Looking for the best backup camera for your vehicle? Our guide will help you choose the right one for your budget – and show you where you can find it at the best price today.
It’s a lot easier to backup with a new car; there’s almost certainly a reversing camera built in. Not so long ago, however, it was an optional extra, and one that car manufacturers seemed to have very little shame in extracting an extreme profit margin on. The components may cost less than a delivery pizza, but somehow on the options list the price was in hundreds. As a retro-fit, though, things can be much cheaper, not to meaning you don’t need to buy a new car. Since most cameras are fitted to license plate mounts, they’re also widely supported, and can be fitted by a garage or a DIY fan (there are different levels of difficulty in this list).
Adding a back-up camera is also a good move on vans, so if you’re the enterprising type and your small business is a mobile one, imagine how much easier things could be if you had a camera to help out when making deliveries at unfamiliar locations. Back into someone’s fence and they’re definitely not going to choose your services again, whereas if you courteously avoid disaster, even without a rear window, you’ll impress.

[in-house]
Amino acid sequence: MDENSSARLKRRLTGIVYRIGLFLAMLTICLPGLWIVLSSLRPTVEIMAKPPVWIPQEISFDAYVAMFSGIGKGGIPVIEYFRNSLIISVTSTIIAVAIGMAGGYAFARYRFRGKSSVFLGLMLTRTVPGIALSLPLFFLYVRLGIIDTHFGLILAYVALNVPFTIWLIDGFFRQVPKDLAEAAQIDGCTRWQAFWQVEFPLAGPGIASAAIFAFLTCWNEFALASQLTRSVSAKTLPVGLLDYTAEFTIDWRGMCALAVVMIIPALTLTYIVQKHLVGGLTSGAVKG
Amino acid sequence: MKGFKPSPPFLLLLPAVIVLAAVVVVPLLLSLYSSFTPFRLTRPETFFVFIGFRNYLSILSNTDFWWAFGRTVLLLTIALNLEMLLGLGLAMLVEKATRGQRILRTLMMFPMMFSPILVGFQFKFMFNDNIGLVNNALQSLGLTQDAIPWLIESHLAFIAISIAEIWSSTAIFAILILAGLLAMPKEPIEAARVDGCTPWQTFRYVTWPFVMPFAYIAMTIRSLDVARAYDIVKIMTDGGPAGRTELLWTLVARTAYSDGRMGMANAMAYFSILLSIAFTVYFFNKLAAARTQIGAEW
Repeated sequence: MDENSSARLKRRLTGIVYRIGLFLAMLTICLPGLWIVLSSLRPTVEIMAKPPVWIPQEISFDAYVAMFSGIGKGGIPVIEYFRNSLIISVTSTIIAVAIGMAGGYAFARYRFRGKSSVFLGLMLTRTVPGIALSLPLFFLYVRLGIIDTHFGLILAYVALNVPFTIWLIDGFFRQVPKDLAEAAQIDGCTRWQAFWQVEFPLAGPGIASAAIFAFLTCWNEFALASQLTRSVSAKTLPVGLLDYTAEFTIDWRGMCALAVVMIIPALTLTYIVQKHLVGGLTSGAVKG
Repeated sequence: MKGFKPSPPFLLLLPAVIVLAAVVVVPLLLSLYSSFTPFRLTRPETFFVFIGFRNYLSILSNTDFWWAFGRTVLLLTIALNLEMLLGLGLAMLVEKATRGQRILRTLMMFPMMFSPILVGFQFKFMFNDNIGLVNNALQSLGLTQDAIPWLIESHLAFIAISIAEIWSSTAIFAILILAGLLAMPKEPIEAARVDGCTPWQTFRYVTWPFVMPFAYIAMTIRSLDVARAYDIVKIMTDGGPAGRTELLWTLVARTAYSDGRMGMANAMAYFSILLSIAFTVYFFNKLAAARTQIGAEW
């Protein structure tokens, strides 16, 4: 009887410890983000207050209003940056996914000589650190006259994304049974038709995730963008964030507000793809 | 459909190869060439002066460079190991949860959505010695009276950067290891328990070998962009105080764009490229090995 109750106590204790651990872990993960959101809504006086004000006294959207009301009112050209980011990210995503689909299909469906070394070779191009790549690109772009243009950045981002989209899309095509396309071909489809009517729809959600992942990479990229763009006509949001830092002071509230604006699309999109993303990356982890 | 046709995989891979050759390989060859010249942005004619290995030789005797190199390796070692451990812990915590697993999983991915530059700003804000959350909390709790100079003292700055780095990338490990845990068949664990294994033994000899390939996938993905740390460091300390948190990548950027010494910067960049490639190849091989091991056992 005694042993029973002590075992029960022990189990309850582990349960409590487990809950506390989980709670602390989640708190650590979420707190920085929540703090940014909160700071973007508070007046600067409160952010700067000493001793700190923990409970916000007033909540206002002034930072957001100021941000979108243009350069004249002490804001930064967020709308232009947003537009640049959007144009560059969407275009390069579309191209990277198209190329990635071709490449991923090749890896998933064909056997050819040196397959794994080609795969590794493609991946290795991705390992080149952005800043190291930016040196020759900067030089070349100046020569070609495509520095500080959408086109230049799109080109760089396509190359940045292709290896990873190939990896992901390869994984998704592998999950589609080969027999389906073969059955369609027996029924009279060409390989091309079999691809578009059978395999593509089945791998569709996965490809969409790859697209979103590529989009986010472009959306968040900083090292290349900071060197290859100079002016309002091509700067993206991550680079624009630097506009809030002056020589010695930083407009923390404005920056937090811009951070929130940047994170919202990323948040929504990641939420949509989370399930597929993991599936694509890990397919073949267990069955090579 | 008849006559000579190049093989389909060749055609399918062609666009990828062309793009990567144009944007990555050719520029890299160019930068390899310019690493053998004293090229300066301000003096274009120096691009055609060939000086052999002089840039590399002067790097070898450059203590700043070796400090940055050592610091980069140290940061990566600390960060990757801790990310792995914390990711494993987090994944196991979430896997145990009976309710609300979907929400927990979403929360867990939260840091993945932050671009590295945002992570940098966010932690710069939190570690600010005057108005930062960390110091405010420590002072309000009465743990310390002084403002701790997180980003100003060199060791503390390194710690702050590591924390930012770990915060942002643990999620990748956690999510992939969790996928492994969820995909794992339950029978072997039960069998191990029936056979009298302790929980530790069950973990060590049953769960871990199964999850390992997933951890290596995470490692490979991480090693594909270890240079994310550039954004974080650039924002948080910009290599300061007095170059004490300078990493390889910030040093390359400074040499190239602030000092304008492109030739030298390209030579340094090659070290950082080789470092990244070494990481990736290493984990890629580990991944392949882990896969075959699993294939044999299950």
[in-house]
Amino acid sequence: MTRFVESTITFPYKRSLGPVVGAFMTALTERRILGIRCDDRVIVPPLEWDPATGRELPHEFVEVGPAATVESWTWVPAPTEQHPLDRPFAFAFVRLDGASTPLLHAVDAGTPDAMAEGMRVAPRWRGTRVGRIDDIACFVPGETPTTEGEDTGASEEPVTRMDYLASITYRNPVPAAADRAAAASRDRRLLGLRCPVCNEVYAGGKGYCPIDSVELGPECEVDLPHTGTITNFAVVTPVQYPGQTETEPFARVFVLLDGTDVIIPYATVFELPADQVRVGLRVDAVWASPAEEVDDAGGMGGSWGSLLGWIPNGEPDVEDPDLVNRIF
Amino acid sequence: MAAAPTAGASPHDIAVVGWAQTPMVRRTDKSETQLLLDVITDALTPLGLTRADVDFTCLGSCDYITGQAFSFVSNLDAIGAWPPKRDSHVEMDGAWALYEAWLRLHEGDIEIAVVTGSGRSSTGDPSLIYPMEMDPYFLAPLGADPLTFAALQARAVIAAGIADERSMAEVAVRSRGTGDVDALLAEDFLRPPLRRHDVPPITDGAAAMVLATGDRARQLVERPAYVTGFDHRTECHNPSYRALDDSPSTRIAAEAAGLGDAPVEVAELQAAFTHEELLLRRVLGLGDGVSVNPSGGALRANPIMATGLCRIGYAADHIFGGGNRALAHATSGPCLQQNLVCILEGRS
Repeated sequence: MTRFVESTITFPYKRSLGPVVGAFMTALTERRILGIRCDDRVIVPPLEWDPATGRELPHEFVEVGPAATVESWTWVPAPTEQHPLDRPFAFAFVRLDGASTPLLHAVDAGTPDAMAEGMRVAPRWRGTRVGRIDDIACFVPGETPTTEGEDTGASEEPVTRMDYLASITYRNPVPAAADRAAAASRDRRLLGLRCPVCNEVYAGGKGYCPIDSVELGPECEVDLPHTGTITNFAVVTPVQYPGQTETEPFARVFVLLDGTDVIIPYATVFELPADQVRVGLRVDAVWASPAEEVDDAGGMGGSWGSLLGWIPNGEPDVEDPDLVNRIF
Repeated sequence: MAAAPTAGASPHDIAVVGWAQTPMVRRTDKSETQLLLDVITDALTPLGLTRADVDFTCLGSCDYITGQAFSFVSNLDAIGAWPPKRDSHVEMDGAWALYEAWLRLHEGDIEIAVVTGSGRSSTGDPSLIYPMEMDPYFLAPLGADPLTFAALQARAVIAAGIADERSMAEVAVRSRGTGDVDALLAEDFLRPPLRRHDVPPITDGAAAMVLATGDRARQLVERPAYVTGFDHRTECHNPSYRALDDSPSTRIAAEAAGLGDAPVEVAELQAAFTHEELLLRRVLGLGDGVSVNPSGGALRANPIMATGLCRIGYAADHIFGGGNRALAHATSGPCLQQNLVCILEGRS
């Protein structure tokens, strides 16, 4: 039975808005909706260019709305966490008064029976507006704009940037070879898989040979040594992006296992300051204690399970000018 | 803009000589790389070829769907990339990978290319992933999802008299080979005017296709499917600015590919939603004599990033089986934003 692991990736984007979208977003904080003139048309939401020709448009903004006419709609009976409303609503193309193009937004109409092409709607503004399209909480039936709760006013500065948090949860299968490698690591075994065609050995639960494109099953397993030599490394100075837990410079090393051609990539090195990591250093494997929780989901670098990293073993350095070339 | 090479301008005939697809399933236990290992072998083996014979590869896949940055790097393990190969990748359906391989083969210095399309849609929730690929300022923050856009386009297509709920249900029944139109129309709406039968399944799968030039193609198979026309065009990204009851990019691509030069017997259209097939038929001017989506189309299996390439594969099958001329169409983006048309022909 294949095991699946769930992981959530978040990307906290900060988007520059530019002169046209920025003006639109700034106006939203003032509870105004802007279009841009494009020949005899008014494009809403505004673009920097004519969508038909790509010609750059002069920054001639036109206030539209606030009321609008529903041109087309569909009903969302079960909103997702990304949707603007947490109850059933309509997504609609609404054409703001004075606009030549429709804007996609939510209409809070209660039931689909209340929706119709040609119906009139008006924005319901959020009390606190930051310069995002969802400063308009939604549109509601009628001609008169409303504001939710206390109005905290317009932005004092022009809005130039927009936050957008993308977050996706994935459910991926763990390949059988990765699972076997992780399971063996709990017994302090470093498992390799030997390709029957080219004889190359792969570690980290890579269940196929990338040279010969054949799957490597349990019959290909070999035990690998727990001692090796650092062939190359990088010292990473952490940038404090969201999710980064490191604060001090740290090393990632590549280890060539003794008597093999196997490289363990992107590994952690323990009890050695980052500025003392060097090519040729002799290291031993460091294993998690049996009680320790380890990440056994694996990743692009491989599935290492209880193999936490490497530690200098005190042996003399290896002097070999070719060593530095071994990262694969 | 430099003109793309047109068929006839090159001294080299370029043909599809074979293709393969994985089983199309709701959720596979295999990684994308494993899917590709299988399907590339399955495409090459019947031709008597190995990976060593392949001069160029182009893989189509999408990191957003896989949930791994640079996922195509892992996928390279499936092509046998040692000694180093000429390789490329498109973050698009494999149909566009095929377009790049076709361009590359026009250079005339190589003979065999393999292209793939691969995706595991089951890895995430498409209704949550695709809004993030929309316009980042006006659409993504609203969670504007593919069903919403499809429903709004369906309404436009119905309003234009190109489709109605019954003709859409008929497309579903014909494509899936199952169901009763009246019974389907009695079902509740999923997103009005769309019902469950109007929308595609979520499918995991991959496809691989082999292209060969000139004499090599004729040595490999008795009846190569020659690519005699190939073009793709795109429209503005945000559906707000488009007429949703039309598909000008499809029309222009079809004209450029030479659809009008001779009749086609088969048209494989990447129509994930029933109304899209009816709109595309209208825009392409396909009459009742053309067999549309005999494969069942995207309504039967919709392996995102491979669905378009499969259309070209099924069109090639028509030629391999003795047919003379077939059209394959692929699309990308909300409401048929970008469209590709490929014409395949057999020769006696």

When it comes to fitting, there are a number of options available. Reversing cameras are typically attached to the top of the license plate, with a cable run to a monitor which you fit on the dash. Since dash cams to record incidents are also a popular option amongst motorists, some combine the functionality.
Given that up to 30% of collisions are caused by rear-ending, it’s not unlikely you’ll want some evidence of this, and these are often discretely fitted to the rear-view mirror. Some even stay recording while you’re parked, helping avoid runaways as well as insurance fraud.
Best back-up cameras in 2020
The Auto-Vox V5 is already a good dash cam, but this ‘Pro’ option is designed to be fitted directly to a car’s fuse box so it really blends into the driving experience. 1080P video might not be the highest resolution available, but the Sony sensors captures good footage which is more than adequate for insurance evaluation. Assuming you supply the maximum 64GB SD card, that’ll record up to 72 hours, automatically recorded on a loop overwriting the older footage, and adding GPS geodata as it goes.